According to a press release, “The Holy See has confirmed the proposal of the patron saints for World Youth Day (WYD): St. Isidore, St. John of the Cross, St. Maria de la Cabeza, St. John of Avila, St. Teresa of Avila, St. Rose of Lima, St. Ignatius of Loyola, St. Rafael Arnaiz and St. Francis Xavier.”

“The list of the patrons encompasses the history of the Church in Spain, from the first saints of Madrid (St. Isidore and St. Maria), through the founders of the Discalced Carmelites and the Society of Jesus (St. Teresa and St. Ignatius), a great missionary to the East (St. Francis Xavier), the summit of mystic literature (St. John of the Cross), the force behind diocesan priestly spirituality (St. John of Avila), the first saint of Hispanic America (St. Rose of Lima), and a young person from our times (St. Rafael Arnaiz), who was recently canonized,” the statement said.

“All of these saints are of Spanish origin, in order to root WYD in the culture of the host country, as was done at WYD in Cologne, where the saints chosen were related to the Christian history of Germany,” organizers explained.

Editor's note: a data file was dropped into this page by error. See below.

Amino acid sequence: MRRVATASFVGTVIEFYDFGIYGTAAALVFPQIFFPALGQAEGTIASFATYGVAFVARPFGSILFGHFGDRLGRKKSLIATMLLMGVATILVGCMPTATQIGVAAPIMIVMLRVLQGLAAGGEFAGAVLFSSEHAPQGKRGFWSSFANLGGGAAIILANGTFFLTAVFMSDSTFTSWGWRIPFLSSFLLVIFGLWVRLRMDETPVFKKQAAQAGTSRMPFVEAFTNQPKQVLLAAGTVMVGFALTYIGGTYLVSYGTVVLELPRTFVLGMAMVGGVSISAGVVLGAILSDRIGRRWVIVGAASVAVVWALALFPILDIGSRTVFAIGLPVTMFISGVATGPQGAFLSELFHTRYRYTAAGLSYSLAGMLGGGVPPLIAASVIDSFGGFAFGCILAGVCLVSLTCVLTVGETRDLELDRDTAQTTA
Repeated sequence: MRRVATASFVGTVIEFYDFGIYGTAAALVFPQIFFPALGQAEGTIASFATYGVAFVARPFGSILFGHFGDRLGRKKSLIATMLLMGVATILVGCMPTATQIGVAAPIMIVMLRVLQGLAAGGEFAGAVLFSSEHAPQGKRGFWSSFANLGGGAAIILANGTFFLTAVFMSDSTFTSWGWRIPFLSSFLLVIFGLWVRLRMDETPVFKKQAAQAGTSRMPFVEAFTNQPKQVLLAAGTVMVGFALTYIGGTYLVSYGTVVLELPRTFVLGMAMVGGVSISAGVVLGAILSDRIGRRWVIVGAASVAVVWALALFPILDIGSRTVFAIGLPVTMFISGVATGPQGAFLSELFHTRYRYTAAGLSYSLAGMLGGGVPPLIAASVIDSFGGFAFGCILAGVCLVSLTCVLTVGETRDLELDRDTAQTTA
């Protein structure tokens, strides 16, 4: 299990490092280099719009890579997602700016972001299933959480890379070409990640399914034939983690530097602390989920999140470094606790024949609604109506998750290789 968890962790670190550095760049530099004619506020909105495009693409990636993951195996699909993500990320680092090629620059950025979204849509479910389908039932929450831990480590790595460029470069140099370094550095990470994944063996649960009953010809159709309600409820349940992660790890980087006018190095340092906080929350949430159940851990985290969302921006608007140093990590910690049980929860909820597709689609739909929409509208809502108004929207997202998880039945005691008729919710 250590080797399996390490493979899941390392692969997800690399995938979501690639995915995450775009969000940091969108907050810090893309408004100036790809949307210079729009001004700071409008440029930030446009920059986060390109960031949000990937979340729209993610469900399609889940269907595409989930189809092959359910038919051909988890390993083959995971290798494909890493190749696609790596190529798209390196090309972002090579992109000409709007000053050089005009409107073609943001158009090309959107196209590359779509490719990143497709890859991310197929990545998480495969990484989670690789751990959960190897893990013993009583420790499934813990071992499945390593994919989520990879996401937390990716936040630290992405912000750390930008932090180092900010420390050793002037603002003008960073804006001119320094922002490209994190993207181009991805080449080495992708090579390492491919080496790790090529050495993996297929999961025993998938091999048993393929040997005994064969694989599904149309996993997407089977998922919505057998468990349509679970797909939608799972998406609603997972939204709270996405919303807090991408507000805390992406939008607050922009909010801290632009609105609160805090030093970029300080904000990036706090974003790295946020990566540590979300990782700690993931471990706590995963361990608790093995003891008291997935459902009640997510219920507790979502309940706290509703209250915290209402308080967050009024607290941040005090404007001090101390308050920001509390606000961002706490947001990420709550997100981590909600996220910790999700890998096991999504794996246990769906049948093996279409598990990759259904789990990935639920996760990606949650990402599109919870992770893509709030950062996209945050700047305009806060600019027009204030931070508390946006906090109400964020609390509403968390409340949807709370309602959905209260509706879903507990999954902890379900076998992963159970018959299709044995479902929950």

They also announced the Holy See has confirmed the choice of Cibeles Square, one of Madrid’s most renowned locations, as the place where Pope Benedict XVI will be welcomed by the young people on Thursday, August 18.  They added that the vigil and final Mass with the Holy Father will be held at the Cuatro Vientos airfield, where John Paul II met with young people in 2003 during his final visit to the country.

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Benedict XVI offers condolences for murder of Christians in Iraq

Rome, Italy, May 4, 2010 (CNA) - Pope Benedict XVI sent a telegram to Archbishop Basile Georges Casmoussa of Mosul in Iraq this week expressing condolences for the deaths of four Christians who were killed by explosions over the weekend. 

Police are calling the blasts, which also left 171 injured, attacks on the Christina minority of the country.